Shivering? You must have heatstroke
We've enjoyed a run of hot summers over the last few years, and a glorious, record-breaking 2020. But heatwaves can also mean heatstroke.
Here, one of our first-aid experts tells us how to spot heatstroke and why it has some unexpected symptoms.
Last Wednesday, I was teaching on one of our first aid courses. The topic of the day? Extremes of temperature.
On looking at the signs and symptoms of heatstroke, one of my students said she had experienced shivering when she had heatstroke while camping.
"That's not what it says in the book!" I said.
"Well, I was definitely shivering!" she replied.
We do hear some weird, non-textbook symptoms when we’re treating casualties. This was certainly one of them.
What is heatstroke?
Heatstroke is caused by our brain's thermostat, the hypothalamus – failing to regulate our body’s temperature. It happens when the body is unable to cool itself by sweating.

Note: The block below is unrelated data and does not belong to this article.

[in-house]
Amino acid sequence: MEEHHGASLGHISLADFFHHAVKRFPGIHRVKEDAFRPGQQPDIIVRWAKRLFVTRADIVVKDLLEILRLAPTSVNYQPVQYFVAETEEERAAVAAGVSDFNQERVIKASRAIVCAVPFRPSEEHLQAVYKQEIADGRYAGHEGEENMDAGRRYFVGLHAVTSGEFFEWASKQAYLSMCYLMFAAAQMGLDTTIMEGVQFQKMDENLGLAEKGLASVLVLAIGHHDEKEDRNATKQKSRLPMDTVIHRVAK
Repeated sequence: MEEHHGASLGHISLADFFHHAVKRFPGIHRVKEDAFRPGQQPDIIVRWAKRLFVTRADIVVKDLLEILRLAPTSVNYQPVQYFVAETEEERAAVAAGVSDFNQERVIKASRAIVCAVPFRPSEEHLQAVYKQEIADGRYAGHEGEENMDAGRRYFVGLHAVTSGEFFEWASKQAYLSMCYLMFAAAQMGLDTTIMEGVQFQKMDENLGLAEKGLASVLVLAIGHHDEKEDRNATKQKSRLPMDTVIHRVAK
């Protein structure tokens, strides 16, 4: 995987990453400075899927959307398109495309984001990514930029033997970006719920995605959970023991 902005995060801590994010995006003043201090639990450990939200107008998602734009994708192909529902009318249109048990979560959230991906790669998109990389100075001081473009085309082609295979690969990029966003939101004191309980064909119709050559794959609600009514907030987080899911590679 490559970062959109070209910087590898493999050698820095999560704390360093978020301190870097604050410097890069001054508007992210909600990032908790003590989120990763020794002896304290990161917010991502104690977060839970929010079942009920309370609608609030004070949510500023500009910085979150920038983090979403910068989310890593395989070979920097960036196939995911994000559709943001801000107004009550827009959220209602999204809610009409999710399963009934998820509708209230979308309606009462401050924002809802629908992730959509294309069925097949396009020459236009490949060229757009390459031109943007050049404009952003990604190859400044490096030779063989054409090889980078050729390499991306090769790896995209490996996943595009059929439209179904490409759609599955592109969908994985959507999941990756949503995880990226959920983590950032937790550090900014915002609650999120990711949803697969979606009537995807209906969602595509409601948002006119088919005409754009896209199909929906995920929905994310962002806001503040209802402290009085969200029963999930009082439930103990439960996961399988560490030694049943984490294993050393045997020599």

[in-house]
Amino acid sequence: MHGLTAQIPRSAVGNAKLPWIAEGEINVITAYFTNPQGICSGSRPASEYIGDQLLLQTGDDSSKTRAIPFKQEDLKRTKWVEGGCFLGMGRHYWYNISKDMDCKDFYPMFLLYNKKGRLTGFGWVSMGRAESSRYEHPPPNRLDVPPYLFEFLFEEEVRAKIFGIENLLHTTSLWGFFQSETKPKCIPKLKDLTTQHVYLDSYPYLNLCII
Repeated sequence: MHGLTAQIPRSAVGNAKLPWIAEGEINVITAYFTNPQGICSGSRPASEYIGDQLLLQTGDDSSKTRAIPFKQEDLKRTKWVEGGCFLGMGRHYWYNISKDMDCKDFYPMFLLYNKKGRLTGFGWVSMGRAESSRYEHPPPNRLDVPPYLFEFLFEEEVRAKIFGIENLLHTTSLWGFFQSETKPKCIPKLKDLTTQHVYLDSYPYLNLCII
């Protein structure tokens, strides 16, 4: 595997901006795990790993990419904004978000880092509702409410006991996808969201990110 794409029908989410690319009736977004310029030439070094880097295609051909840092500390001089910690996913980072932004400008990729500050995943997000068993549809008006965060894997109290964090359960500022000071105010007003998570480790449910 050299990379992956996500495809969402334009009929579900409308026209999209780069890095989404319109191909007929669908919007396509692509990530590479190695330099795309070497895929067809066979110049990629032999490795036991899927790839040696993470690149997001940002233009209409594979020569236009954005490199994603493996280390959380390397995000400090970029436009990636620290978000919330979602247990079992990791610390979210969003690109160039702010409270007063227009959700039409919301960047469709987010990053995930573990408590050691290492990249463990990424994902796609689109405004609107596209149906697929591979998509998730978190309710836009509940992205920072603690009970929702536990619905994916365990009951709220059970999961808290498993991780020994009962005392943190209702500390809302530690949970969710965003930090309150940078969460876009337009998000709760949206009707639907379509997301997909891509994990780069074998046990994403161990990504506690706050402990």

It's potentially quite dangerous and can develop with little warning. A person suffering from it could become unresponsive within minutes of feeling unwell.
Heatstroke is often caused by prolonged exposure to heat and humidity.
Signs and symptoms of heatstroke
If you suspect someone is experiencing from heatstroke, they might have:
- a headache
- dizziness or confusion
- flushed and very hot skin
- a strong pulse
- a raised body temperature
- deteriorating response levels.
What should you do?
You need to lower their body temperature quickly, and get them to hospital.
- Quickly help the person to a cool place and remove as much of their outer clothing as possible – but allow them to keep their modesty.
- Call 999.
- Cool the person by wrapping them in a cold, wet sheet or a t-shirt. Keep the sheet wet by pouring cold water over it. You have to cool them down with whatever tools you have to hand.
Learn first aid
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